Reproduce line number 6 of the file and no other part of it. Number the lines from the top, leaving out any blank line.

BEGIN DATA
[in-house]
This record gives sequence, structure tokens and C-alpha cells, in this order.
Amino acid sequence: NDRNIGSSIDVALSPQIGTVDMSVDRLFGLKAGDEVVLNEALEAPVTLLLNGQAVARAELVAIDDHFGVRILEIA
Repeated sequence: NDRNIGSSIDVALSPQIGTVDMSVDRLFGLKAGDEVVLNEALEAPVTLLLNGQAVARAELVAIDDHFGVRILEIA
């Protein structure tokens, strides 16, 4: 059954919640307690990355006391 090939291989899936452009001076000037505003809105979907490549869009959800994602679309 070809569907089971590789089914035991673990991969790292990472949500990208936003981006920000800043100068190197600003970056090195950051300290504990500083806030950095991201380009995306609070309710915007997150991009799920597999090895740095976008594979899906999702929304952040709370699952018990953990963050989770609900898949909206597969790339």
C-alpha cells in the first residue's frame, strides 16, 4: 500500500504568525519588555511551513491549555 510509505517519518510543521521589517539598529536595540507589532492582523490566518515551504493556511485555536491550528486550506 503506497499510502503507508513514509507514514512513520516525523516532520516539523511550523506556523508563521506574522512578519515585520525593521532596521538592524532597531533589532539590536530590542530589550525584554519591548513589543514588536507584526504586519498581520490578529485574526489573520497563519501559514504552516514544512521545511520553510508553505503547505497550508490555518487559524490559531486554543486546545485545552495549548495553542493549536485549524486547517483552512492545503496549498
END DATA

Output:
C-alpha cells in the first residue's frame, strides 16, 4: 500500500504568525519588555511551513491549555 510509505517519518510543521521589517539598529536595540507589532492582523490566518515551504493556511485555536491550528486550506 503506497499510502503507508513514509507514514512513520516525523516532520516539523511550523506556523508563521506574522512578519515585520525593521532596521538592524532597531533589532539590536530590542530589550525584554519591548513589543514588536507584526504586519498581520490578529485574526489573520497563519501559514504552516514544512521545511520553510508553505503547505497550508490555518487559524490559531486554543486546545485545552495549548495553542493549536485549524486547517483552512492545503496549498